A study timed 300 customers in and out of the supermarket and then quizzed them about how they felt as they shopped, what they smelled and whether they’d bought more or less than planned.
No scent was used in the first week, then in the second week a faint aroma of artificial melon was diffused into the food hall and checkout areas.
In the final week, the odour was made more intense, by the researchers from the Netherlands and Australia.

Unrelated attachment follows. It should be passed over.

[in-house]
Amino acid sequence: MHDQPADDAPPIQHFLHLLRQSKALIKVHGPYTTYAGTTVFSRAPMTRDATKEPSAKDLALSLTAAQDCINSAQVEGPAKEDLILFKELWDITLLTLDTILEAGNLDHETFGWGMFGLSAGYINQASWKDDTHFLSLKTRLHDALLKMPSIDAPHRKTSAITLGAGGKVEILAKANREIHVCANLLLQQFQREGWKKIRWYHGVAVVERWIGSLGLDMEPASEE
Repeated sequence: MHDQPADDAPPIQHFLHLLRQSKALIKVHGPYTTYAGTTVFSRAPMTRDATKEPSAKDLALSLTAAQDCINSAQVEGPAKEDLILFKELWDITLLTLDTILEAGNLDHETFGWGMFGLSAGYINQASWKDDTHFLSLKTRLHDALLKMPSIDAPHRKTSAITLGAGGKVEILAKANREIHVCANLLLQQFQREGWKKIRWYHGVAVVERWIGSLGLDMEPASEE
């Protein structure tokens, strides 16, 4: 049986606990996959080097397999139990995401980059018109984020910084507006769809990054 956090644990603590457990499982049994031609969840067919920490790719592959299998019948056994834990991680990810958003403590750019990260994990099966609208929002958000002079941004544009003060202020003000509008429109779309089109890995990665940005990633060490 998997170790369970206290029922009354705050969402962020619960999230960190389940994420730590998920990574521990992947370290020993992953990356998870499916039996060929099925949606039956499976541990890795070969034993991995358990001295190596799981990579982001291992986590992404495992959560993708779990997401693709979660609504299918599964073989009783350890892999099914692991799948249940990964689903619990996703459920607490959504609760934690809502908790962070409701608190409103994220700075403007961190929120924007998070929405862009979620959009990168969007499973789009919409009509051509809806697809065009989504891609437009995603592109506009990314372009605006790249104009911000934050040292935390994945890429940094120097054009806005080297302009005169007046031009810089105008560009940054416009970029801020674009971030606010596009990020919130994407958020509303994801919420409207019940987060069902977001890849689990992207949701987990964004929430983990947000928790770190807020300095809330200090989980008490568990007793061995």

Melon was selected because it was judged to be universally popular, appropriate for the surroundings and easy to synthesise.
The evidence, published in the Journal of Retailing and Consumer Services, showed that the stronger the scent was, the longer customers stayed in the shop.